Scents and sensibility

Scented plants should be in an easily accessible place, so that their fragrance surprises you when you’re least expecting it, …

Scented plants should be in an easily accessible place, so that their fragrance surprises you when you're least expecting it, writes JANE POWERS

THE SCENTS OF late spring are making surprise attacks on the nose. One minute you're wandering about in the garden, examining the terrific greenery that has risen up in the past couple of weeks, and the next you're hit in the nostrils by something deliciously fragrant.

In my own garden some of these benign airborne assaults are coming from the shrubby and near-tender honey spurge (Euphorbia mellifera), which miraculously survived another vicious winter; from the first blooms of the very pink Californian rose, Rosa nutkana 'Plena'; and from the tiny white lampshades of lily-of-the-valley. This last plant can be a too-vigorous spreader, but it is strangely fussy and won't establish in some plots, even if you give it the textbook requirements of slightly limey, part-shaded, moist soil. I've tried – and failed – several times to grow it in such a position, and in the end, it arrived all by itself in a neglected plant pot, probably self-sown from a bird-dropped seed.

Another excellent smeller, which is related to lily-of-the-valley, is the American Maianthemum racemosum, sometimes known as false Solomon's seal. It also is a shade-lover that likes to spread itself about. Until a few years ago, its botanical name was Smilacina – which was easier to remember, as it is almost "smell-a-cina", really. Call it what you will, I noticed it bashing out its perfume at June Blake's Wicklow garden ( on Easter weekend. It was expertly placed by the corner of the house, just where you enter the garden – so visitors are immediately treated to a welcoming waft of fragrance. Scented plants always please most if they are situated by an entrance or path, outside a window, or near a seating area in the garden. If something smells good, you don't want to have to go looking for it at the end of the garden. Let it find you instead, and ambush you in the nicest possible way.

Scented plants are delightful to humans, but their charms are, in fact, aimed at animals. Each plant has a particular smell in order to attract pollinators – usually insects – which then ferry their pollen to another plant. Winter-flowering blooms, such as daphne and Christmas box (Sarcococca), are particularly strongly-scented, as there are few pollinators around in the colder months, and the plants have to broadcast further.

Not all plants advertise with sweet fragrances. Notably, there are quite a few that smell like rotting meat, which entices carrion flies to act as pollen carriers. In my own garden, around midsummer, the striking-looking dragon arum (Dracunculus vulgaris) always gives me a nasty surprise when it unfolds its liver-coloured inflorescences.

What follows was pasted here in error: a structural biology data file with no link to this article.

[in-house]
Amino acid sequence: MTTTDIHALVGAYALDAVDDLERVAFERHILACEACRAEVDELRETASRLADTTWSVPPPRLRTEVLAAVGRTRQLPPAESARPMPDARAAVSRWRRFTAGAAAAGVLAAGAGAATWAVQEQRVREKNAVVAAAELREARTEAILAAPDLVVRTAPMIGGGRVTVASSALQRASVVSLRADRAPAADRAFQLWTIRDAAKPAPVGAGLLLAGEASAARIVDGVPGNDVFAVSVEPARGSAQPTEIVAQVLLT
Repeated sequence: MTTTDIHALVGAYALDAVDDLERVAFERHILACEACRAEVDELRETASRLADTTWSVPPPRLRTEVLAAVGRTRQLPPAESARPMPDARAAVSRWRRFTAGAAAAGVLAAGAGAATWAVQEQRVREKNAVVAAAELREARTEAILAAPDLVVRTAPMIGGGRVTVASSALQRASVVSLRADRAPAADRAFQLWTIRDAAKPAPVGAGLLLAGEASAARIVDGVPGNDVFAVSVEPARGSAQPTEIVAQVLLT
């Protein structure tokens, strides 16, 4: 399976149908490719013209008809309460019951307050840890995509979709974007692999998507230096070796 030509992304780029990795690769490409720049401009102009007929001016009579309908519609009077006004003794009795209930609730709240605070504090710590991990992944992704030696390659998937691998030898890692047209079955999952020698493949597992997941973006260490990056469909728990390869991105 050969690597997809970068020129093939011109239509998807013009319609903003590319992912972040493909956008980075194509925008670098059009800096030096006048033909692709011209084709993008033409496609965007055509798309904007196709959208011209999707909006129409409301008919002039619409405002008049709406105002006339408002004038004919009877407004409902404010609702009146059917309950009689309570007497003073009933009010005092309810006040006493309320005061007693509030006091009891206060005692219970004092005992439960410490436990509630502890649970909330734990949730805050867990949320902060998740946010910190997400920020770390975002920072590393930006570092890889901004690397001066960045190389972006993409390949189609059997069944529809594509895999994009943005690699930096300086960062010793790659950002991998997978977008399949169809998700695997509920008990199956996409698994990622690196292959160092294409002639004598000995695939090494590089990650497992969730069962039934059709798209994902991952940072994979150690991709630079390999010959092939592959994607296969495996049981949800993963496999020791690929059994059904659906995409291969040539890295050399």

Scented roses

Of course, the queen of all scented flowers is the rose. And, one of the world's most famous rose men is David Austin, breeder of the so-called "English roses" (what a clever marketing move, that!). His roses are modern varieties, yet their flowers retain the charming shape and scent of the old-fashioned kinds.

But unlike their ancestors, English roses are bred to be repeat-flowering and disease-resistant and to have good foliage. A significantly revised edition of Austin's 1993 book, David Austin's English Roses, has just been published and bears the slightly different title of The English Roses (Conran Octopus £30). In it he gives a history of this most romantic of flowers and discusses the process of how he creates his cultivars. And there are also, naturally, hundreds of beautiful rose photos.

Michael Marriott, technical manager at David Austin Roses, gave me this advice on planting roses when I spoke to him last year.

"Choose a spot that gets at least five or six hours of sunlight per day. Almost any soil can be adapted, although they don't like pure clay. But they do like a good-quality loam, maybe slightly on the heavier side.

"Whatever soil you have, mix in a good quantity of well-rotted garden compost, manure, or composted green waste. Mix it in to a depth of 50 centimetres or so and then plant the rose with the bud union about 10 to 15 centimetres below ground level.

"Give them a bit of fertiliser twice a year in April and June, and a good mulch of well rotted manure, or something similar, after you fertilise in spring. "


Get yourself to Birr Castle Demesne tomorrow for the annual, roving Rare and Special Plant Fair (10am-5pm). Forty nurseries and plant-related stalls will be there, as well as local food and craft producers. Admission €6.50. See

Sweet scents for late spring and summer

Azalea, some clematis (including the non-climbing C tubulosa), chocolate cosmos (C atrosanguinea), honeysuckle or woodbine (Lonicera), jasmine, lavender, lilies, mock orange (Philadelphus), pinks and carnations (Dianthus), stocks (including the annual night-scented stock), flowering tobacco (the tall, white N sylvestris is one of the best), sweet pea, roses, wallflower.